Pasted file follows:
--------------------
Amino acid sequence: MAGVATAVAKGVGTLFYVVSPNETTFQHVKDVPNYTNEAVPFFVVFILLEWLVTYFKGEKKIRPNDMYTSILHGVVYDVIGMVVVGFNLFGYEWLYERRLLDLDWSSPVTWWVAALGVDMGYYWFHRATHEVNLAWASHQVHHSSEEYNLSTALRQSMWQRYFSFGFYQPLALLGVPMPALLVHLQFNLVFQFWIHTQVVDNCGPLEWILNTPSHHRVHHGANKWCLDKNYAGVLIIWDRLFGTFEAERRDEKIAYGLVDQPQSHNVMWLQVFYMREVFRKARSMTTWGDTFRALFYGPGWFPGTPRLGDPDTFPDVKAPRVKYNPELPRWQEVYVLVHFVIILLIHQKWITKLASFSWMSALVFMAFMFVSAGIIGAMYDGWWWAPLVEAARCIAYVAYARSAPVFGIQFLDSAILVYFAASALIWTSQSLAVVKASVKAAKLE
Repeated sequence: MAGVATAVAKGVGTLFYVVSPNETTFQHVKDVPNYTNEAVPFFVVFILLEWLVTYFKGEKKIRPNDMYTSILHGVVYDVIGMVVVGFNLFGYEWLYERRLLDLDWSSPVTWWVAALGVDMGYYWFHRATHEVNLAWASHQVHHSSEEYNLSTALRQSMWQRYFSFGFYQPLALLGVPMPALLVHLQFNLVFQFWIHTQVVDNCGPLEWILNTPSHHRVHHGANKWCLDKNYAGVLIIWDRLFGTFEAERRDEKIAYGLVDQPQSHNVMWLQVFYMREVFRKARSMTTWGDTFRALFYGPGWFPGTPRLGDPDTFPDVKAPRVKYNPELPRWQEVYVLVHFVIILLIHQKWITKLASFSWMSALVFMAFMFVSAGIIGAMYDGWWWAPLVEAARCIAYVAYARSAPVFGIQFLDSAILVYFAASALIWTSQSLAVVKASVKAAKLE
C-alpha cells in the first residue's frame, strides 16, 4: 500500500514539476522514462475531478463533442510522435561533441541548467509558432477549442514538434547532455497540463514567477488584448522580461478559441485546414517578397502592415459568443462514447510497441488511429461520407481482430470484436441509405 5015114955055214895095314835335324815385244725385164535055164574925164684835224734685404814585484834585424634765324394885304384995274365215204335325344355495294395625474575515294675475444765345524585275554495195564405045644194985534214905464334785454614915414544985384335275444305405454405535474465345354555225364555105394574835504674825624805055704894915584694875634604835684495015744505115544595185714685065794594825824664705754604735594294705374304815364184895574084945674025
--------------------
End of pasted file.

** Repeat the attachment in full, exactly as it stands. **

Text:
Amino acid sequence: MAGVATAVAKGVGTLFYVVSPNETTFQHVKDVPNYTNEAVPFFVVFILLEWLVTYFKGEKKIRPNDMYTSILHGVVYDVIGMVVVGFNLFGYEWLYERRLLDLDWSSPVTWWVAALGVDMGYYWFHRATHEVNLAWASHQVHHSSEEYNLSTALRQSMWQRYFSFGFYQPLALLGVPMPALLVHLQFNLVFQFWIHTQVVDNCGPLEWILNTPSHHRVHHGANKWCLDKNYAGVLIIWDRLFGTFEAERRDEKIAYGLVDQPQSHNVMWLQVFYMREVFRKARSMTTWGDTFRALFYGPGWFPGTPRLGDPDTFPDVKAPRVKYNPELPRWQEVYVLVHFVIILLIHQKWITKLASFSWMSALVFMAFMFVSAGIIGAMYDGWWWAPLVEAARCIAYVAYARSAPVFGIQFLDSAILVYFAASALIWTSQSLAVVKASVKAAKLE
Repeated sequence: MAGVATAVAKGVGTLFYVVSPNETTFQHVKDVPNYTNEAVPFFVVFILLEWLVTYFKGEKKIRPNDMYTSILHGVVYDVIGMVVVGFNLFGYEWLYERRLLDLDWSSPVTWWVAALGVDMGYYWFHRATHEVNLAWASHQVHHSSEEYNLSTALRQSMWQRYFSFGFYQPLALLGVPMPALLVHLQFNLVFQFWIHTQVVDNCGPLEWILNTPSHHRVHHGANKWCLDKNYAGVLIIWDRLFGTFEAERRDEKIAYGLVDQPQSHNVMWLQVFYMREVFRKARSMTTWGDTFRALFYGPGWFPGTPRLGDPDTFPDVKAPRVKYNPELPRWQEVYVLVHFVIILLIHQKWITKLASFSWMSALVFMAFMFVSAGIIGAMYDGWWWAPLVEAARCIAYVAYARSAPVFGIQFLDSAILVYFAASALIWTSQSLAVVKASVKAAKLE
C-alpha cells in the first residue's frame, strides 16, 4: 500500500514539476522514462475531478463533442510522435561533441541548467509558432477549442514538434547532455497540463514567477488584448522580461478559441485546414517578397502592415459568443462514447510497441488511429461520407481482430470484436441509405 5015114955055214895095314835335324815385244725385164535055164574925164684835224734685404814585484834585424634765324394885304384995274365215204335325344355495294395625474575515294675475444765345524585275554495195564405045644194985534214905464334785454614915414544985384335275444305405454405535474465345354555225364555105394574835504674825624805055704894915584694875634604835684495015744505115544595185714685065794594825824664705754604735594294705374304815364184895574084945674025